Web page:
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Exploring the art of prose

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SHORT STORIES

Yo Te Veo by Rachel Pollon

September 18, 2020

  It’s hard to make out what language they’re speaking. At first glance I think they might be Italian. But as I eavesdrop further, take them in from behind my hopefully opaque-enough sunglasses, I realize I’m mistaken. None of the…

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Mule by Elie Piha

September 11, 2020

  Nobody had ever given me anything before, so I didn’t care that the car was a piece of shit. I didn’t care that it was a two-timer, twice handed down, first from me and Davis’s old squad leader to…

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Swim by Ambata Kazi-Nance

August 14, 2020

  I am the last to see the water. I look up only when John Jr. and Grace stop singing, their voices sucked up suddenly like they’ve been swallowed by a vacuum. Ms. Laura turns from the front passenger seat…

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Silverfish by Christina Perez Brubaker

July 31, 2020

  When James’s wife, Lauren, discovered two silverfish in their seven-year-old daughter’s bed, she’d placed the insects in a jelly jar. They waited on the counter beside his morning cup of coffee. Prehistoric, she called them, and he had to…

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Summer Night by Joanna Pearson

July 24, 2020

  They slept much better using a disc-shaped noise machine from which they could select a variety of soothing sounds: Ocean Waves, Birdsong, Tropical Breeze, Summer Night. They always chose Summer Night, so whatever season it was or should have…

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On the Universal Rights of Ducks and Girls by Tara Campbell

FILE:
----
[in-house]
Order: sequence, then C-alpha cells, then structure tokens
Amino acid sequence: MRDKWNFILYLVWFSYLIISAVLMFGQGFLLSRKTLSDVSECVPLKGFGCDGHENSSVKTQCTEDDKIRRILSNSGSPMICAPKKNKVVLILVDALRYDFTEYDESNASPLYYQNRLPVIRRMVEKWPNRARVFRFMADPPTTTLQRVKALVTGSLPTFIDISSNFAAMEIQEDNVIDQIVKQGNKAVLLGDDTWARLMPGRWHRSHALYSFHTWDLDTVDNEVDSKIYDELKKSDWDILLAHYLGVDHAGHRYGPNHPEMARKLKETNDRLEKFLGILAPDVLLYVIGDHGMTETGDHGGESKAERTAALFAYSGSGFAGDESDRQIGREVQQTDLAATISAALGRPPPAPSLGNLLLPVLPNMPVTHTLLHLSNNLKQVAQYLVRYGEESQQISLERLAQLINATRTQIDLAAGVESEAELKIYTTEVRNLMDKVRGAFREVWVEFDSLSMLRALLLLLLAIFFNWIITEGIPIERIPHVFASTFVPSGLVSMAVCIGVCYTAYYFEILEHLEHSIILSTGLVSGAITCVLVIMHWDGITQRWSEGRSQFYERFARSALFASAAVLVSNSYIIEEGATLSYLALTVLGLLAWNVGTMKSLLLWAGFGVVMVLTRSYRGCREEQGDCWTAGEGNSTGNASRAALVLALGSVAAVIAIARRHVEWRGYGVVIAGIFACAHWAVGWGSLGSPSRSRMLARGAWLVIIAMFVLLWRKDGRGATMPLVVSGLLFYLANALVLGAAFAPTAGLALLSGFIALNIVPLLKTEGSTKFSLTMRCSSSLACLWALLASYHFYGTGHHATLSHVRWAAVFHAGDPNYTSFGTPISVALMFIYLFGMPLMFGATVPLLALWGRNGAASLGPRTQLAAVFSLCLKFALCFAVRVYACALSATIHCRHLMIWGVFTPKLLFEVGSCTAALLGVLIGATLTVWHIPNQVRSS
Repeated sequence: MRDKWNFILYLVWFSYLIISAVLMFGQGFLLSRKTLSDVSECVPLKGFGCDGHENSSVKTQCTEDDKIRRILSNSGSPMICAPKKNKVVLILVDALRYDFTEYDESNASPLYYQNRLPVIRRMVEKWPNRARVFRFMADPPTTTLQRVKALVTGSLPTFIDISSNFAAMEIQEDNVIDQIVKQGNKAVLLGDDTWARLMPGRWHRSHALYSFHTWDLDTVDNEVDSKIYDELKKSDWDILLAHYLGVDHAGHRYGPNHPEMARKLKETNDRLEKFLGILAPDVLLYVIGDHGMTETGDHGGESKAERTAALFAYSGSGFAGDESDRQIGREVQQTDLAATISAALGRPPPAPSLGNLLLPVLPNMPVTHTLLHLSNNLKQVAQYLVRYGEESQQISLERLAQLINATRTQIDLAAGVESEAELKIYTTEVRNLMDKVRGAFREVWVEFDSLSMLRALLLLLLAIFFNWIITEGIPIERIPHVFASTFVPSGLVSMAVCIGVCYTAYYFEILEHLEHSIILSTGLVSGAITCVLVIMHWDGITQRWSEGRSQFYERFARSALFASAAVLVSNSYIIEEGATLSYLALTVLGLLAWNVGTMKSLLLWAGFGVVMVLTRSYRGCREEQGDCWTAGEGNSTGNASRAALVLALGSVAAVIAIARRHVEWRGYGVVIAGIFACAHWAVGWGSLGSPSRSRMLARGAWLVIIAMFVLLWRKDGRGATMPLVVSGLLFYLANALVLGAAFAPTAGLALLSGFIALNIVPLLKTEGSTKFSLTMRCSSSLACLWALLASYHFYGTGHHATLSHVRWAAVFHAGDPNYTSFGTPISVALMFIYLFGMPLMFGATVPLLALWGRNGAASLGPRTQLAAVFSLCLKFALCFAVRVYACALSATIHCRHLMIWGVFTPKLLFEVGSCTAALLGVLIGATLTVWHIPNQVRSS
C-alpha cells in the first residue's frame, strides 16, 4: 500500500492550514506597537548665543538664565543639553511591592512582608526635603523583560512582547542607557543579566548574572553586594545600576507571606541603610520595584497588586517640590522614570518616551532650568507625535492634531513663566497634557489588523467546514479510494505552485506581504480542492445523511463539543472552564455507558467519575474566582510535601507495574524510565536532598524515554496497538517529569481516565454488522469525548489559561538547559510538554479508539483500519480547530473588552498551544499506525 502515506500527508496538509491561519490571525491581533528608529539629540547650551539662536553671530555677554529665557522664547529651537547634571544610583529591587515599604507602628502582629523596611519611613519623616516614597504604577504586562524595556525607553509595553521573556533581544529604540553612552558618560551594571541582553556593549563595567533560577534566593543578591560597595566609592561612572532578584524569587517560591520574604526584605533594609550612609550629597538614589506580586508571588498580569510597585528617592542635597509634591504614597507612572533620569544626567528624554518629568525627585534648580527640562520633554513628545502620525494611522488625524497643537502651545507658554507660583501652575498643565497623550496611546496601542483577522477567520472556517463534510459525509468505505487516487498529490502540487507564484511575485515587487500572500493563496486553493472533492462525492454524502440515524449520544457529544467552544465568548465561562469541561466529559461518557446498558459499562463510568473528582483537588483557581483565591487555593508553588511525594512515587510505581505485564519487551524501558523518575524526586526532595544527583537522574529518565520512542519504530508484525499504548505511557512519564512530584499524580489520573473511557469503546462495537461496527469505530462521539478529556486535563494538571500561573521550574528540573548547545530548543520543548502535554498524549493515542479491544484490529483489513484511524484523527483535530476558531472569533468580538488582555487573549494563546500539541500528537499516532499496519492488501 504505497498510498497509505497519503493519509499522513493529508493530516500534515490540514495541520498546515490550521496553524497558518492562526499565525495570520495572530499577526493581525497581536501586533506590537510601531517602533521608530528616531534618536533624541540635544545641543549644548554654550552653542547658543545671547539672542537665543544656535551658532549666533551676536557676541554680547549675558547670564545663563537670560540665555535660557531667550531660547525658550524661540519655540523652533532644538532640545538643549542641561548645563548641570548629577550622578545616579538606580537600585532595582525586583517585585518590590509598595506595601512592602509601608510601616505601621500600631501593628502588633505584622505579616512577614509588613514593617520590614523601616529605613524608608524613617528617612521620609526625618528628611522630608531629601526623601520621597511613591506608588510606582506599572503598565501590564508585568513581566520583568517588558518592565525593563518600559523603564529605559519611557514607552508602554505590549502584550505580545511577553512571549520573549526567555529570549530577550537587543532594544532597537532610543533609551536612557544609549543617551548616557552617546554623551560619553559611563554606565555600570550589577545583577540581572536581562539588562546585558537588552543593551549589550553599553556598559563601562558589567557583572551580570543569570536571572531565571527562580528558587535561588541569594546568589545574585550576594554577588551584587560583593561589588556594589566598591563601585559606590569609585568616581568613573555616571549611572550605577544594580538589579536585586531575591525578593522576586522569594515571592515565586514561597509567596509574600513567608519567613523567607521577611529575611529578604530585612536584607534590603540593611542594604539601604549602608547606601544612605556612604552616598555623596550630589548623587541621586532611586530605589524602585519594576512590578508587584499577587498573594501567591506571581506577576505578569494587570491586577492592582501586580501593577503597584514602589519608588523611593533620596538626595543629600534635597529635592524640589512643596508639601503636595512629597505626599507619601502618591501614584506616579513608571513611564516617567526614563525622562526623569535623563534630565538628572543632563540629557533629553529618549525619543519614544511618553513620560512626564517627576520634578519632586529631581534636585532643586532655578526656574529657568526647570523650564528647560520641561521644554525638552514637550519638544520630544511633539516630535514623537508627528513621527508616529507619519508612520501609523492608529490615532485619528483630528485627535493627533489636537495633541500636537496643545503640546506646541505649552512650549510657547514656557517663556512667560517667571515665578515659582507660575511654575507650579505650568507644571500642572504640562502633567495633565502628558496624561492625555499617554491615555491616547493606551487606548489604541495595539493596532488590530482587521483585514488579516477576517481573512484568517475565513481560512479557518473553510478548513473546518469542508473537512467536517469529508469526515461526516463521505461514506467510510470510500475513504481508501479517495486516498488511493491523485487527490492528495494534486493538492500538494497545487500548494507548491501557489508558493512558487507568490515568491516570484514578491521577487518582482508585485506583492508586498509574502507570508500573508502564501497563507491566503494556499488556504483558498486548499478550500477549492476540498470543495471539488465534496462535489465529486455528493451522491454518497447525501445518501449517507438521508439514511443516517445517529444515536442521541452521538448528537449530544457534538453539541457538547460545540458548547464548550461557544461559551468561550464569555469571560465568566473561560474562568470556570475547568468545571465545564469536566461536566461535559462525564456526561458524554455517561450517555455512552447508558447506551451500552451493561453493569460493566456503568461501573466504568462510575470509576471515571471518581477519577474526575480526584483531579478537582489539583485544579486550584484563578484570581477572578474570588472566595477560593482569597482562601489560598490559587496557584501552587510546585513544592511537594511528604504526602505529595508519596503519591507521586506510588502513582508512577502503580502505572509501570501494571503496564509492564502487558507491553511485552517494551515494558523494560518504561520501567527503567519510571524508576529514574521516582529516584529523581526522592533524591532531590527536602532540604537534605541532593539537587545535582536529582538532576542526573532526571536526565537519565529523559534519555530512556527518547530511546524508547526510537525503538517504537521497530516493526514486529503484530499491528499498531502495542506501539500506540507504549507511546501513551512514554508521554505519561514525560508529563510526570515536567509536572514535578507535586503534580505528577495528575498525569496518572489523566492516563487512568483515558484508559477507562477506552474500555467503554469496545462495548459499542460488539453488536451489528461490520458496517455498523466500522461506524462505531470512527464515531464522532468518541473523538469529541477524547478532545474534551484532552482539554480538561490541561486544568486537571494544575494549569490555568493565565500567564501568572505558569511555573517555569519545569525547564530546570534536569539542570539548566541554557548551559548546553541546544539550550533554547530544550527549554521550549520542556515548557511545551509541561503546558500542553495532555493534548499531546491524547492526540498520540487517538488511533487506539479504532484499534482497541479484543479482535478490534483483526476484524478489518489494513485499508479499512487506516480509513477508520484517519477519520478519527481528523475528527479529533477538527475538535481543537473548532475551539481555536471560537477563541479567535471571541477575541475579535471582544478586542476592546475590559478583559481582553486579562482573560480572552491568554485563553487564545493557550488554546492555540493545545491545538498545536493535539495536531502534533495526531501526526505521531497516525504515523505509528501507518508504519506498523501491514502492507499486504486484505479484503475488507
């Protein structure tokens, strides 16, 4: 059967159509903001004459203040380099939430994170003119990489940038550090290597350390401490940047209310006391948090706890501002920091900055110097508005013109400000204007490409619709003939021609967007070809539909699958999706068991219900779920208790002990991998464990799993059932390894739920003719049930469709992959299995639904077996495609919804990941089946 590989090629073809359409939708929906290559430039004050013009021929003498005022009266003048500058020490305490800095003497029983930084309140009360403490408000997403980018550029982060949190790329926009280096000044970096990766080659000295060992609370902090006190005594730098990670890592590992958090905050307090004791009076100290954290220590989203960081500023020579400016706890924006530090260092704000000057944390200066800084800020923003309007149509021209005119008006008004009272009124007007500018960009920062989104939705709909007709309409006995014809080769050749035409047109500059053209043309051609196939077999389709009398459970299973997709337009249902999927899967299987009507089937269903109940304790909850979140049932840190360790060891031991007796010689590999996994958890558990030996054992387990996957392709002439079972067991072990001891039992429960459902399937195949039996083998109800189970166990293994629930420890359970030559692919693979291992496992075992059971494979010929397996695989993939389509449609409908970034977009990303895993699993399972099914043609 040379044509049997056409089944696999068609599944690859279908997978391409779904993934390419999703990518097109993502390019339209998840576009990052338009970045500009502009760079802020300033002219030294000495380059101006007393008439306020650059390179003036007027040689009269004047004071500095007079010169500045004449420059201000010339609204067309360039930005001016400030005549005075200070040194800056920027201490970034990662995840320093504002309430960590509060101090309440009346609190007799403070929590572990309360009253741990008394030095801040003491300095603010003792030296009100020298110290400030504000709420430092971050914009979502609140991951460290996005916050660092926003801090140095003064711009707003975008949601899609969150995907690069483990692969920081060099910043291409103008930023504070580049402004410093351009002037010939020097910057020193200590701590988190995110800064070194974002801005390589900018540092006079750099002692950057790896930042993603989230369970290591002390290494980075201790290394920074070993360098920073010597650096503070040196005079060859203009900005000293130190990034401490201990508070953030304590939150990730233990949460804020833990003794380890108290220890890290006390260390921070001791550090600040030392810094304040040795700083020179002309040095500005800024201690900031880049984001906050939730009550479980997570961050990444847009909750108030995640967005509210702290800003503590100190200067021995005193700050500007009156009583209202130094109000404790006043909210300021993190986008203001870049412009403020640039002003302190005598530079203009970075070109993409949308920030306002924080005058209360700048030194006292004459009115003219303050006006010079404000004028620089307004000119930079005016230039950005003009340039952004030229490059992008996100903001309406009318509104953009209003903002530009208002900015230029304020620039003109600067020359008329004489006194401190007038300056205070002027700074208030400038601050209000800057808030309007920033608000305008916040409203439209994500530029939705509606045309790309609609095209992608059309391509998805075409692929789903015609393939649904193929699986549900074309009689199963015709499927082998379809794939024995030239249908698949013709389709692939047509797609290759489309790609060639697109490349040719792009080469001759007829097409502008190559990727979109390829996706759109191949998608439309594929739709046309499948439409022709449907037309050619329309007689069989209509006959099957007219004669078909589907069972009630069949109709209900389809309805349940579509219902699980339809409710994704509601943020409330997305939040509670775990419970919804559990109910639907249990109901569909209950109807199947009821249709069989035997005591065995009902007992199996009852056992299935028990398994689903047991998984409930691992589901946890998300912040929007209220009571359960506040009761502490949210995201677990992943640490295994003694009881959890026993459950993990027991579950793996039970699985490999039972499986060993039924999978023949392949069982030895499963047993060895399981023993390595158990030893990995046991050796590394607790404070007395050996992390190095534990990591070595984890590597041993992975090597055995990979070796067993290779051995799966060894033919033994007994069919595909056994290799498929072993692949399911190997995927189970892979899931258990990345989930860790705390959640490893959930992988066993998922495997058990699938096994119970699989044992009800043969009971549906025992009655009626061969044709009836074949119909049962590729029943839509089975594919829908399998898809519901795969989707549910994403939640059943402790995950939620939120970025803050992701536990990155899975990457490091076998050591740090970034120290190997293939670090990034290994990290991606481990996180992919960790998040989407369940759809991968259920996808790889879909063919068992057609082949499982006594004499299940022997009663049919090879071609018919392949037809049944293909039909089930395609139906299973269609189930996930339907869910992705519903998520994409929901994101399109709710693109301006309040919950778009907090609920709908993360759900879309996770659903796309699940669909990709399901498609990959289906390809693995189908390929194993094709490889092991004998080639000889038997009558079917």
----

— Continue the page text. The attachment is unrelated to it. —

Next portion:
July 10, 2020

Thank you for your e-mail informing us of the incident that has upset your daughter Dolores.

What you describe in your e-mail as “duck rape” must have been bewildering for a young lady to see for the first time, but I assure you that it is a natural process….

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Interiors by Mike Corrao

June 18, 2020

  I prepare my tools for the excavation. Placing the suspect object onto a sterilized operating surface and unpackaging fresh picks and scalpels. It is 4.3 x 7 x 1.2 inches. A small rectangular stack of papers bound together. With…

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Origami Dogs by Noley Reid

May 22, 2020

  Iris Garr rose at four every day before school to feed and water the dogs in the barn. They weren’t hers. They would never be hers. She used to beg—how old had she been then? She didn’t remember it,…

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Admission by Loan Le

May 8, 2020

  The slime of shredded pork meat coats Minh’s fingers as she mixes strands of mushroom, carrot shavings, and salt. Her hands ache from clawing, squeezing, and lifting. She wants to sit, but she needs to have her feet planted…

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Cedar Court, 2011 by M. K. Anderson

March 20, 2020

  I picked Jeff up from the airport. We’d met online and chatted for a few months. Newly divorced, he said, about fifteen years older than me. But he was normal, and he was from somewhere else. I’d spent hours…

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